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Intensification of Precipitation Extremes with Warming in a Cloud-Resolving Model

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  • 1 Massachusetts Institute of Technology, Cambridge, Massachusetts
  • | 2 University of Wisconsin—Madison, Madison, Wisconsin
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Abstract

A cloud-resolving model is used to investigate the effect of warming on high percentiles of precipitation (precipitation extremes) in the idealized setting of radiative-convective equilibrium. While this idealized setting does not allow for several factors that influence precipitation in the tropics, it does allow for an evaluation of the response of precipitation extremes to warming in simulations with resolved rather than parameterized convection. The methodology developed should also be applicable to less idealized simulations.

Modeled precipitation extremes are found to increase in magnitude in response to an increase in sea surface temperature. A dry static energy budget is used to relate the changes in precipitation extremes to changes in atmospheric temperature, vertical velocity, and precipitation efficiency. To first order, the changes in precipitation extremes are captured by changes in the mean temperature structure of the atmosphere. Changes in vertical velocities play a secondary role and tend to weaken the strength of precipitation extremes, despite an intensification of updraft velocities in the upper troposphere. The influence of changes in condensate transports on precipitation extremes is quantified in terms of a precipitation efficiency; it does not change greatly with warming.

Tropical precipitation extremes have previously been found to increase at a greater fractional rate than the amount of atmospheric water vapor in observations of present-day variability and in some climate model simulations with parameterized convection. But the fractional increases in precipitation extremes in the cloud-resolving simulations are comparable in magnitude to those in surface water vapor concentrations (owing to a partial cancellation between dynamical and thermodynamical changes), and are substantially less than the fractional increases in column water vapor.

Corresponding author address: Caroline J. Muller, Earth, Atmospheric, and Planetary Sciences, Massachusetts Institute of Technology, 77 Massachusetts Ave., Cambridge, MA 02139-4307. E-mail: mullerc@mit.edu

Abstract

A cloud-resolving model is used to investigate the effect of warming on high percentiles of precipitation (precipitation extremes) in the idealized setting of radiative-convective equilibrium. While this idealized setting does not allow for several factors that influence precipitation in the tropics, it does allow for an evaluation of the response of precipitation extremes to warming in simulations with resolved rather than parameterized convection. The methodology developed should also be applicable to less idealized simulations.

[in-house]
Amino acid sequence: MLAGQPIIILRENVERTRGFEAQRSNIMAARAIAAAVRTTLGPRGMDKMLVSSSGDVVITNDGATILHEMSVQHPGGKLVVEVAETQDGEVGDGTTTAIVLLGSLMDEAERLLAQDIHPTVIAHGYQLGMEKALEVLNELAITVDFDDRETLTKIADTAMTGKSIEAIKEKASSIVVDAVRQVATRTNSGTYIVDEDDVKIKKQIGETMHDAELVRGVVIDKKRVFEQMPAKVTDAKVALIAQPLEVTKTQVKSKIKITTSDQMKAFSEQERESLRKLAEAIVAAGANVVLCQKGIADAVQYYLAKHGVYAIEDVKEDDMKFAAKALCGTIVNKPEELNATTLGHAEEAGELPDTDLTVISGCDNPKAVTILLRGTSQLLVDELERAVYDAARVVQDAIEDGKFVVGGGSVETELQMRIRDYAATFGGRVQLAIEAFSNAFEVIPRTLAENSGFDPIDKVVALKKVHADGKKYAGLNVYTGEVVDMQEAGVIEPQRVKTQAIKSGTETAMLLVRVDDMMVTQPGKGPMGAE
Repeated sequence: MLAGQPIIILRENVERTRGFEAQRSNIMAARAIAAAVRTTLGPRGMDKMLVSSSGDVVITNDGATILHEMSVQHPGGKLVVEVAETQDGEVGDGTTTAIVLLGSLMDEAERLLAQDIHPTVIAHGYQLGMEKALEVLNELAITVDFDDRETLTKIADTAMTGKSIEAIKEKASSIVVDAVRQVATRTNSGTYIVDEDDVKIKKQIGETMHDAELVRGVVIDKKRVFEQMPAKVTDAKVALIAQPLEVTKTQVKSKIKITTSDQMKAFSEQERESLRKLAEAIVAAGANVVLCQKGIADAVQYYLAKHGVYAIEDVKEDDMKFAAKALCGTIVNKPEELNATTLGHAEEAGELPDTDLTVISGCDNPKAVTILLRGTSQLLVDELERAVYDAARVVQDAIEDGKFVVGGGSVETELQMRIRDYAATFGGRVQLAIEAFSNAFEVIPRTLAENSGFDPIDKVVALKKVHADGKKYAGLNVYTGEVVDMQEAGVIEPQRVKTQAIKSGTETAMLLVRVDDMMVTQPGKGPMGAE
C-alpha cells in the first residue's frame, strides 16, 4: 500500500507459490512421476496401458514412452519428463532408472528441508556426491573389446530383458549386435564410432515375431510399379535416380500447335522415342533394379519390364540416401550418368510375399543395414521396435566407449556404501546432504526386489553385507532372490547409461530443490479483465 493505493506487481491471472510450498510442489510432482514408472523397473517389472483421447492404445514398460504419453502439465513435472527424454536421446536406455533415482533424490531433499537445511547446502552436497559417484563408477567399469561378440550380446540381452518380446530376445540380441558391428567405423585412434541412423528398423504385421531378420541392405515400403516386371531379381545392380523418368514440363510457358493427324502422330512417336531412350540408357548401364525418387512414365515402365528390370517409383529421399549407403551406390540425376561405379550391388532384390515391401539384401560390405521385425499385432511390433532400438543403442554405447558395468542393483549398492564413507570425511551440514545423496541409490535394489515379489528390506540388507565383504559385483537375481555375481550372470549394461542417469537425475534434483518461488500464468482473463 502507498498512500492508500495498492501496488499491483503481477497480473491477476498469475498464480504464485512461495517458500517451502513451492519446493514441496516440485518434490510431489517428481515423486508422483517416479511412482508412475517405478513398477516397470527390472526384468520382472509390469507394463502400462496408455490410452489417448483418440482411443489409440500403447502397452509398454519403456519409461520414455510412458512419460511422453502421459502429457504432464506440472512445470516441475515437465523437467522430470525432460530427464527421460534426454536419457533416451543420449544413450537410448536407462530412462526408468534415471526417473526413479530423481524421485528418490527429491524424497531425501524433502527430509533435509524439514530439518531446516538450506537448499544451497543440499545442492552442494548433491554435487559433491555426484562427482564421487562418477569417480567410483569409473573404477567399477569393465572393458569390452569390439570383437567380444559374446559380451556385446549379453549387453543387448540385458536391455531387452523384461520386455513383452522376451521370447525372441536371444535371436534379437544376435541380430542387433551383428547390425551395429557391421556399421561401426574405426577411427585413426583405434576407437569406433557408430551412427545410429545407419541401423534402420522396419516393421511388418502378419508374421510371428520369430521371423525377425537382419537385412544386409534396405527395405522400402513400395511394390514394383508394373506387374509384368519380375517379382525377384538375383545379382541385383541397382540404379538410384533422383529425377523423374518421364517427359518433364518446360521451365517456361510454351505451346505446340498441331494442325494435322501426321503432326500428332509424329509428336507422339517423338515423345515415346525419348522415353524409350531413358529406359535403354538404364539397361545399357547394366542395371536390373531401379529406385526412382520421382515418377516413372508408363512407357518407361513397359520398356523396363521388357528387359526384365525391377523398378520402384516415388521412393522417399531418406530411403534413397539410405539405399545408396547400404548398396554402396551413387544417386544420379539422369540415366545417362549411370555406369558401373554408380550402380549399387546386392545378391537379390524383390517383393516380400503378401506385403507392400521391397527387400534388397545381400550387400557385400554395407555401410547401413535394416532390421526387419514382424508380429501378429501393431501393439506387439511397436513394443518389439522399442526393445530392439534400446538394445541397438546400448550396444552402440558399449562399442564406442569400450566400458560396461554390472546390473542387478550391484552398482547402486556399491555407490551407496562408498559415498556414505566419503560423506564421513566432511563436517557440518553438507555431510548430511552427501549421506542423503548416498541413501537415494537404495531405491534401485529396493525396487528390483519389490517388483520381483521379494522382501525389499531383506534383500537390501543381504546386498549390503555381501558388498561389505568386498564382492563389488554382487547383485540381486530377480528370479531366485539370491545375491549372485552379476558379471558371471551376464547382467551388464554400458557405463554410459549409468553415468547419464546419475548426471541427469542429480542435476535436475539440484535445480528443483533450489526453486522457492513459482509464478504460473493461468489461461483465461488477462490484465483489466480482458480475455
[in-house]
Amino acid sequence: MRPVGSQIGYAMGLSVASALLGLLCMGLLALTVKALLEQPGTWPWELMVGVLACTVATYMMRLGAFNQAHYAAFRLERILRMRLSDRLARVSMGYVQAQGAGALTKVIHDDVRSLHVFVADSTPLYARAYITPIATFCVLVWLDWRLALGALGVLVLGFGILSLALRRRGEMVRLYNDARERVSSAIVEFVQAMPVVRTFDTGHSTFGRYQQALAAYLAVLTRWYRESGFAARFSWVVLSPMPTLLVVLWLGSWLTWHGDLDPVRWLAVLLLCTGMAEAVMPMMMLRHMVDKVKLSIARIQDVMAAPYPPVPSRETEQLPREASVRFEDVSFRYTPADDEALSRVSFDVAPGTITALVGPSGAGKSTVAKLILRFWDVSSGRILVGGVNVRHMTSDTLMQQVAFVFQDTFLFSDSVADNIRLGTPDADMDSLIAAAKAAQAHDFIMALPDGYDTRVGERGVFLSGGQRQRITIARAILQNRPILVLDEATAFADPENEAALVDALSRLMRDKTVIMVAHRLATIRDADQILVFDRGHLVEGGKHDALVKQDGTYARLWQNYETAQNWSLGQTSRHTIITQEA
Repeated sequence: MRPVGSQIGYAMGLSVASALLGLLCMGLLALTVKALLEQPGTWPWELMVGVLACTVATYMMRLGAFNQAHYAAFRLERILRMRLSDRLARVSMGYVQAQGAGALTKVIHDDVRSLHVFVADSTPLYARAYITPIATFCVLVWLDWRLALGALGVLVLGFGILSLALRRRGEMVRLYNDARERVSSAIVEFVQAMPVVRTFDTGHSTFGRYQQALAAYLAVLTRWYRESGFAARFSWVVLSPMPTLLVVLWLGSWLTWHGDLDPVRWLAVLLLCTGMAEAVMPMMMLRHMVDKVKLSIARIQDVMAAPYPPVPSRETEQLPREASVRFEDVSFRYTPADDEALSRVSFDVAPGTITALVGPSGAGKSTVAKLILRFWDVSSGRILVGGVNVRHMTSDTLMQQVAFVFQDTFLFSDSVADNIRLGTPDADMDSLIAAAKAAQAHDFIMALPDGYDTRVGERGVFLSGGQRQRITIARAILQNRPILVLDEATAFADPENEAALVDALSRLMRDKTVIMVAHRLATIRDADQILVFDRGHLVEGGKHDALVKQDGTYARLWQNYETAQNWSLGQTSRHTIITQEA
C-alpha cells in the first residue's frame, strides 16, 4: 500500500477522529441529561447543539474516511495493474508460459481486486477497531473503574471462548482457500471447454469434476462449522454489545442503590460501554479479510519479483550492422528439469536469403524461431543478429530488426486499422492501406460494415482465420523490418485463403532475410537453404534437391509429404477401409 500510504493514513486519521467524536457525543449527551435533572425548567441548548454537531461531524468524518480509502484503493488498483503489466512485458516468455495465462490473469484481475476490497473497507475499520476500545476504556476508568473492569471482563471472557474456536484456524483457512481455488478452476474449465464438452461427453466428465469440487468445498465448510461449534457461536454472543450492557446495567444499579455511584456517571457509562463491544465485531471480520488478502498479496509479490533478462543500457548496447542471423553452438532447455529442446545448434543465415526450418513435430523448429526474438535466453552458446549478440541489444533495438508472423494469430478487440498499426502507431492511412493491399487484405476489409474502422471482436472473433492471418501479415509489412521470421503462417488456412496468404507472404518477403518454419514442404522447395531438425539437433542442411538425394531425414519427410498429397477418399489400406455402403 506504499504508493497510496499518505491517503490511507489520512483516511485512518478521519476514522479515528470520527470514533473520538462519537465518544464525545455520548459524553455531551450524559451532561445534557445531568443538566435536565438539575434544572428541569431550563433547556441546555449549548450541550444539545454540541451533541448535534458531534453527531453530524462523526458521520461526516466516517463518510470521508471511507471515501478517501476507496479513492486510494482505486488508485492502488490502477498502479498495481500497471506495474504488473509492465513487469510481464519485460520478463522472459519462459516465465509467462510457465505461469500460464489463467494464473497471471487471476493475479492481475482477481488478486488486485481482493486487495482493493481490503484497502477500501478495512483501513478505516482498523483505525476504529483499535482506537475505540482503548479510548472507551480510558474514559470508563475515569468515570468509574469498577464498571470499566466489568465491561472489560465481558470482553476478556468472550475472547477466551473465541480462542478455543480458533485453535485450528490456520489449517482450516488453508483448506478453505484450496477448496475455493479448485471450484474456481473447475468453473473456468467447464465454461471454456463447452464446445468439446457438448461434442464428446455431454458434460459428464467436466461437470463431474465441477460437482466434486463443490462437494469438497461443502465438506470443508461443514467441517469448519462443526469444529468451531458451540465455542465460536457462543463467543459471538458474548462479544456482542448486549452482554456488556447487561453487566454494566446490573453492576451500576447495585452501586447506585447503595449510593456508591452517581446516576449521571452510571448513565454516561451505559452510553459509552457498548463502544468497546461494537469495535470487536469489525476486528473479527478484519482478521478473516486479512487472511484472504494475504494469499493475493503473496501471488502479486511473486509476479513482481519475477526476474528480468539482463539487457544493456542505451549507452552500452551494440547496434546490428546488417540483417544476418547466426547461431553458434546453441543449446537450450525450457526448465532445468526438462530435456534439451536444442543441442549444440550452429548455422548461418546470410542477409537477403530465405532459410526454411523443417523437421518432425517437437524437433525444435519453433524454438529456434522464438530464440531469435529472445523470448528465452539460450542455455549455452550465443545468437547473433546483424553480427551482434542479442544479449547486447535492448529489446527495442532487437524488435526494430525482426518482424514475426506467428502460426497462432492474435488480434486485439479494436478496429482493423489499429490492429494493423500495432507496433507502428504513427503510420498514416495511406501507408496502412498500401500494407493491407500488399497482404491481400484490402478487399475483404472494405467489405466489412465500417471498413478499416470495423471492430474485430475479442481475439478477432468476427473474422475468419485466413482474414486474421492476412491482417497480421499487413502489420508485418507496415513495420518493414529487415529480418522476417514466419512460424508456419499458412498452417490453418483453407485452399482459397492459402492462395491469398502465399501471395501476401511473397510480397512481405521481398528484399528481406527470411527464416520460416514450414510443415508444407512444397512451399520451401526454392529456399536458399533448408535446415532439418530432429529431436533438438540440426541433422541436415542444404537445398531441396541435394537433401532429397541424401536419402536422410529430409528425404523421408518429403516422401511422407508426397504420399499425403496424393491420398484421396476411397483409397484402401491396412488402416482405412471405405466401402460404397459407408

Modeled precipitation extremes are found to increase in magnitude in response to an increase in sea surface temperature. A dry static energy budget is used to relate the changes in precipitation extremes to changes in atmospheric temperature, vertical velocity, and precipitation efficiency. To first order, the changes in precipitation extremes are captured by changes in the mean temperature structure of the atmosphere. Changes in vertical velocities play a secondary role and tend to weaken the strength of precipitation extremes, despite an intensification of updraft velocities in the upper troposphere. The influence of changes in condensate transports on precipitation extremes is quantified in terms of a precipitation efficiency; it does not change greatly with warming.

Tropical precipitation extremes have previously been found to increase at a greater fractional rate than the amount of atmospheric water vapor in observations of present-day variability and in some climate model simulations with parameterized convection. But the fractional increases in precipitation extremes in the cloud-resolving simulations are comparable in magnitude to those in surface water vapor concentrations (owing to a partial cancellation between dynamical and thermodynamical changes), and are substantially less than the fractional increases in column water vapor.

Corresponding author address: Caroline J. Muller, Earth, Atmospheric, and Planetary Sciences, Massachusetts Institute of Technology, 77 Massachusetts Ave., Cambridge, MA 02139-4307. E-mail: mullerc@mit.edu
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